THE United States Agency for International Development food security department, FEWS NET, says typical livelihoods for this time of year are being severely impacted by the negative macroeconomic environment.


In its new food security update, FEWS NET reported that the macroeconomic environment has continued to witness food bartering in some communities as most villagers struggle for cash.

“Typical livelihood activities for this time of the year are severely being impacted by the negative macroeconomic environment, last season’s below normal harvests and poor progression of the 2019/20 rainfall season. On- and off-farm cash and in-kind casual labour opportunities are very limited and payment rates are below normal, taking away a significant seasonal income source,” part of the update reads.

“Petty trade has increased. However, household incomes are very low and unpredictable due to poor demand as a result of poor disposable incomes on the markets. Bartering for grain or other basic food commodities is being reported in some communities, involving, for instance, livestock (large and small), household assets and garden produce. Some household members are migrating for labour as a coping strategy to purchase food and other basic needs.”

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This comes as FEWS NET has noted continued inflationary pressures as prices of most goods and services further increase, some in United States dollar terms, as the end of 2019 approaches.

“The new Zimbabwe dollar (ZWL) notes and coins as well as bond notes and coins remain in short supply in the formal markets. Parallel market exchange rates and interbank market rates for the US dollar increased by about 10% in December from the November rates, averaging ZWL$21 and ZWL$16,5 (electronic or mobile transfers) to the US dollar, respectively,” part of the update further reads.

“The (Zimbabwe dollar) in the parallel market is selling between 40% and 55%, affecting most poor households whose incomes are very low and quickly depreciating.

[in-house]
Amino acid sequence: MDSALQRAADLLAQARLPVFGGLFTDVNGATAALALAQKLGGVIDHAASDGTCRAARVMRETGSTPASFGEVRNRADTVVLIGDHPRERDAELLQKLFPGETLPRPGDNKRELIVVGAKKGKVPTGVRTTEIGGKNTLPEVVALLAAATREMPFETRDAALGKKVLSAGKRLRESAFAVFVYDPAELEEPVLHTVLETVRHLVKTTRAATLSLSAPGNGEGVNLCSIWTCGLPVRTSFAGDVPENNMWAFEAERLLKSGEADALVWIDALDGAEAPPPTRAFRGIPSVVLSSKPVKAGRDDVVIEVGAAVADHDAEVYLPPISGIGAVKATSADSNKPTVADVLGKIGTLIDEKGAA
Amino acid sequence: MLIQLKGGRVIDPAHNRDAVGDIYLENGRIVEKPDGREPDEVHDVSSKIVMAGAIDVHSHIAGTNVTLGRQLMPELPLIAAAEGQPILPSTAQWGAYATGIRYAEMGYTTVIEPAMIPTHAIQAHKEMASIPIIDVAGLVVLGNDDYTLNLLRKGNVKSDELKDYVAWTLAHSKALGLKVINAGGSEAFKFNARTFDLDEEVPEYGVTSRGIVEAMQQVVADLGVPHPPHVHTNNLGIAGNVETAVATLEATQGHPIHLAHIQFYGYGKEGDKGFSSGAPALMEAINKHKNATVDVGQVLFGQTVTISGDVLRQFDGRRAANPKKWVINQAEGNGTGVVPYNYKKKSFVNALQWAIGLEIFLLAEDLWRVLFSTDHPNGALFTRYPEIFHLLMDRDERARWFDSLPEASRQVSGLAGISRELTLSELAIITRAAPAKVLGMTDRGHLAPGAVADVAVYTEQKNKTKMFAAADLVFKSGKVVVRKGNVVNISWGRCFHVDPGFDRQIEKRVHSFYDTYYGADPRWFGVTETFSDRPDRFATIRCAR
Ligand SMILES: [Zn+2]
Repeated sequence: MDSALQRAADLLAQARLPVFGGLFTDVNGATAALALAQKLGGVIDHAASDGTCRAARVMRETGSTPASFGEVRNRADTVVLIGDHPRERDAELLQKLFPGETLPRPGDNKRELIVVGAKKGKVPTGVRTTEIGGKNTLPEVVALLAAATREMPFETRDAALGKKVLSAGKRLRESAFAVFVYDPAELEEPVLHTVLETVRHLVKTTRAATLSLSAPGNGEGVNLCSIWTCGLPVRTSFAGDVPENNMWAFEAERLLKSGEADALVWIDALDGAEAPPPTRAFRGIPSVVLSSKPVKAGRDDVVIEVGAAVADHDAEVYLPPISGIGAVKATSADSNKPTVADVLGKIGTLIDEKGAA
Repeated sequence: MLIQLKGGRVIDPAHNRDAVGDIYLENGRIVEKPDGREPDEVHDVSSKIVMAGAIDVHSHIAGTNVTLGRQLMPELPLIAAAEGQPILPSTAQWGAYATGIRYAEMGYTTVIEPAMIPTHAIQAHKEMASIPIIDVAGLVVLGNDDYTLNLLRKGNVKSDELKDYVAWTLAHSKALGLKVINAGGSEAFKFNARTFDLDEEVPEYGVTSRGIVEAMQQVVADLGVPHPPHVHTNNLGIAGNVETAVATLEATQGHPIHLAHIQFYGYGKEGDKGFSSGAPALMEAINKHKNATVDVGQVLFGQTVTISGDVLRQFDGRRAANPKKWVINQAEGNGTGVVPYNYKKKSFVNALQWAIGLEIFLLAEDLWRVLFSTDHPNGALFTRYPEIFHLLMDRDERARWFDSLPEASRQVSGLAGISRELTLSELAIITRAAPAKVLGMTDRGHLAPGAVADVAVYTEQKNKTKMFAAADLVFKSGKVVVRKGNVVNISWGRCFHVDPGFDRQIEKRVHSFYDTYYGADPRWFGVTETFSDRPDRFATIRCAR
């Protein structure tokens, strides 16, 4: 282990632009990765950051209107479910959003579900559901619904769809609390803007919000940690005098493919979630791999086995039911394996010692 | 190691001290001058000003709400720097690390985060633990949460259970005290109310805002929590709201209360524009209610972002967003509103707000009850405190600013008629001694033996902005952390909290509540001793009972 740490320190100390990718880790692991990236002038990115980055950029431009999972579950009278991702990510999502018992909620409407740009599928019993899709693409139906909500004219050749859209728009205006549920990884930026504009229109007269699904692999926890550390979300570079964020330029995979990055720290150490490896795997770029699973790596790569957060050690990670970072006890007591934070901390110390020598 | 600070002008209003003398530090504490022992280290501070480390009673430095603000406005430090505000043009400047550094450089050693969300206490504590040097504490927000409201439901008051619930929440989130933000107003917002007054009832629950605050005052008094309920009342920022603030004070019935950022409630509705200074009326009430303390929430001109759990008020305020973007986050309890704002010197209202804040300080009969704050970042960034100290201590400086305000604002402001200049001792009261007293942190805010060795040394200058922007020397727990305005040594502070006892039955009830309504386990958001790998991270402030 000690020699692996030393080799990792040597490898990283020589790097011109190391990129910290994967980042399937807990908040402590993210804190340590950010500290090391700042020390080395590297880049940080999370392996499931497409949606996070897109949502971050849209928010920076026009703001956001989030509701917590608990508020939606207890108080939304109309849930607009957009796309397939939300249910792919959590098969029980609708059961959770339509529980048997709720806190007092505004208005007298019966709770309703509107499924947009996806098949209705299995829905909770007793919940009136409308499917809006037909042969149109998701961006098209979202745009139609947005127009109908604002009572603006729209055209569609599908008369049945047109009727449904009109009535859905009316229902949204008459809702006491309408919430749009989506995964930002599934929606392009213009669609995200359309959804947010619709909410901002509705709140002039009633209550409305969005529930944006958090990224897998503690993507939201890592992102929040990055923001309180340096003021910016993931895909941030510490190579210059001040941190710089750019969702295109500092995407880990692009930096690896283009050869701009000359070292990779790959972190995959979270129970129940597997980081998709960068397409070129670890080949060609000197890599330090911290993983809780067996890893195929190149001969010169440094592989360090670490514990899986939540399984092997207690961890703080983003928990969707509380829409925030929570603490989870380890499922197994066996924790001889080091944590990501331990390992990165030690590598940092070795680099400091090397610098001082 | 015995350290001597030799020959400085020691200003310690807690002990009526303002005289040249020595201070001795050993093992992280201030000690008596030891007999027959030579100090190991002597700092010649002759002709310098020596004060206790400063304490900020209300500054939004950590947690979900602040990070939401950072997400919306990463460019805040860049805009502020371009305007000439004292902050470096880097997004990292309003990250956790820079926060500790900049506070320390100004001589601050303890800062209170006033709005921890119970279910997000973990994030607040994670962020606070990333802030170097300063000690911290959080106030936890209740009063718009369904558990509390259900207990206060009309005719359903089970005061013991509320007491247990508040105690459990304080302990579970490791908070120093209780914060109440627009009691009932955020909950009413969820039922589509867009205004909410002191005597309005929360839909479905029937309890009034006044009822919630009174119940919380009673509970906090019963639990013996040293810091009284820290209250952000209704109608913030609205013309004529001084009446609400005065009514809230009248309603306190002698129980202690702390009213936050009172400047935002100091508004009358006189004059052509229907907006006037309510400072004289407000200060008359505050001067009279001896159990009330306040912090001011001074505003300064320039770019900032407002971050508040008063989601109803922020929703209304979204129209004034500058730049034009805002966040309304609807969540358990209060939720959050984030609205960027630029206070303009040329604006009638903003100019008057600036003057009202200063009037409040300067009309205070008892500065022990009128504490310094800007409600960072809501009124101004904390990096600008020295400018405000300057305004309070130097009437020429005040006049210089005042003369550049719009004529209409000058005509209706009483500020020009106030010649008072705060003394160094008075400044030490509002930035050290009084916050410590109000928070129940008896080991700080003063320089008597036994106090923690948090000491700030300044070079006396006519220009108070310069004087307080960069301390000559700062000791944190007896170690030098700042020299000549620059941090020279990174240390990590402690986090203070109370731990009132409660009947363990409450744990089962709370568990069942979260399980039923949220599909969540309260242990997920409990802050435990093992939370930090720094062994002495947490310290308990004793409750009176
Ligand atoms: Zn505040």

The demand for cash is high as cash payments for goods and services are generally cheaper than electronic and mobile money payments (especially in the informal markets).”

According to the food security department, some goods and services are only available for cash, despite its scarcity.

Meanwhile, coins that are less than $1 are increasingly being rejected in the formal and informal markets as inflation increases.

“Fuel and electricity shortages continue, contributing to the high pricing of goods and services. The government re-introduced the maize meal subsidy in early December following the near doubling of prices at the end of November after the government had indicated plans to remove the subsidy starting January 2020,” FEWS NET
“Though some outlets have reduced maize meal prices, others have not yet done so in response. Maize meal shortages are being reported across most markets following the announcement to remove the maize grain subsidy.”

As a result, FEWS NET reported that most markets are without maize grain at a time imports are slow as a result of foreign currency shortages.

In its outlook, FEWS NET said some poor households will experience challenges accessing food due to significantly below average incomes.

Two weeks ago, the United Nations (UN) World Food Programme (WFP) in Zimbabwe completed its last cash distribution of 2019, which supported some 19 000 vulnerable residents in Harare’s dormitory town of Epworth.

According to WFP, 2,2 million people of the eight million who are facing severe hunger live in urban areas, which is why for the first time the UN agency is disbursing cash to urban areas.

“WFP’s revised emergency response plan hopes to provide mobile cash transfers to 200 000 of them. Currently, funding for 100 000 has been secured. WFP is seeking funds to assist an additional 100 000 people,” WFP said in a statement.

The funding is coming from the UK’s Department for International Development and the European Union’s branch of European Civil Protection and Humanitarian Aid Operations.